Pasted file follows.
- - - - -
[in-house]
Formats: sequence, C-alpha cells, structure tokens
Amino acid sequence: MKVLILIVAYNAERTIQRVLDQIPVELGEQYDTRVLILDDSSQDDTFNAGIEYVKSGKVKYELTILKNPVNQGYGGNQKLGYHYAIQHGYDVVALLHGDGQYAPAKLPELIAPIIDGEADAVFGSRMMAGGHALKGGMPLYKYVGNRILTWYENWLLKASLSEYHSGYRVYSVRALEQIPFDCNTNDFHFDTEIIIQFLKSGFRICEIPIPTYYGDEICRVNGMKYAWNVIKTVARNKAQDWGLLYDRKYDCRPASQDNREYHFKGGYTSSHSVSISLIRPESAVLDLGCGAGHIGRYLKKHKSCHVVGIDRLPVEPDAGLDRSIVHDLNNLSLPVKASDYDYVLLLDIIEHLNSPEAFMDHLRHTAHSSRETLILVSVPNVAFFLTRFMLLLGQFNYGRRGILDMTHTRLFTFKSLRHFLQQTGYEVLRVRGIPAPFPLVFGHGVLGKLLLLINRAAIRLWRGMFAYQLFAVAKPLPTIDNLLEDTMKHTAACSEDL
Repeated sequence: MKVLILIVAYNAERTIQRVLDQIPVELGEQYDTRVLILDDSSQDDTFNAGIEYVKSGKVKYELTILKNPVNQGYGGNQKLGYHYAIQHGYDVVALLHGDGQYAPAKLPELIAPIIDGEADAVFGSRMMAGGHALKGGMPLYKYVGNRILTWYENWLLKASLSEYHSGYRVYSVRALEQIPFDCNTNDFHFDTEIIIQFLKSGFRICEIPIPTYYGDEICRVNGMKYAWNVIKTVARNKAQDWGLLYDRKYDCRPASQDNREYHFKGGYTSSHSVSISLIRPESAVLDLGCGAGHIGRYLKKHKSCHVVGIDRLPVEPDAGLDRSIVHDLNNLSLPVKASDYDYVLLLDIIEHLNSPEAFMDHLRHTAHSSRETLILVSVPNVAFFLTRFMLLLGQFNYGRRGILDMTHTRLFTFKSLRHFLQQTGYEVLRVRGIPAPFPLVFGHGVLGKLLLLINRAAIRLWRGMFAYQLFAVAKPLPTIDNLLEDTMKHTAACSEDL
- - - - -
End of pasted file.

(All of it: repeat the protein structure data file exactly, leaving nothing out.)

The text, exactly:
[in-house]
Formats: sequence, C-alpha cells, structure tokens
Amino acid sequence: MKVLILIVAYNAERTIQRVLDQIPVELGEQYDTRVLILDDSSQDDTFNAGIEYVKSGKVKYELTILKNPVNQGYGGNQKLGYHYAIQHGYDVVALLHGDGQYAPAKLPELIAPIIDGEADAVFGSRMMAGGHALKGGMPLYKYVGNRILTWYENWLLKASLSEYHSGYRVYSVRALEQIPFDCNTNDFHFDTEIIIQFLKSGFRICEIPIPTYYGDEICRVNGMKYAWNVIKTVARNKAQDWGLLYDRKYDCRPASQDNREYHFKGGYTSSHSVSISLIRPESAVLDLGCGAGHIGRYLKKHKSCHVVGIDRLPVEPDAGLDRSIVHDLNNLSLPVKASDYDYVLLLDIIEHLNSPEAFMDHLRHTAHSSRETLILVSVPNVAFFLTRFMLLLGQFNYGRRGILDMTHTRLFTFKSLRHFLQQTGYEVLRVRGIPAPFPLVFGHGVLGKLLLLINRAAIRLWRGMFAYQLFAVAKPLPTIDNLLEDTMKHTAACSEDL
Repeated sequence: MKVLILIVAYNAERTIQRVLDQIPVELGEQYDTRVLILDDSSQDDTFNAGIEYVKSGKVKYELTILKNPVNQGYGGNQKLGYHYAIQHGYDVVALLHGDGQYAPAKLPELIAPIIDGEADAVFGSRMMAGGHALKGGMPLYKYVGNRILTWYENWLLKASLSEYHSGYRVYSVRALEQIPFDCNTNDFHFDTEIIIQFLKSGFRICEIPIPTYYGDEICRVNGMKYAWNVIKTVARNKAQDWGLLYDRKYDCRPASQDNREYHFKGGYTSSHSVSISLIRPESAVLDLGCGAGHIGRYLKKHKSCHVVGIDRLPVEPDAGLDRSIVHDLNNLSLPVKASDYDYVLLLDIIEHLNSPEAFMDHLRHTAHSSRETLILVSVPNVAFFLTRFMLLLGQFNYGRRGILDMTHTRLFTFKSLRHFLQQTGYEVLRVRGIPAPFPLVFGHGVLGKLLLLINRAAIRLWRGMFAYQLFAVAKPLPTIDNLLEDTMKHTAACSEDL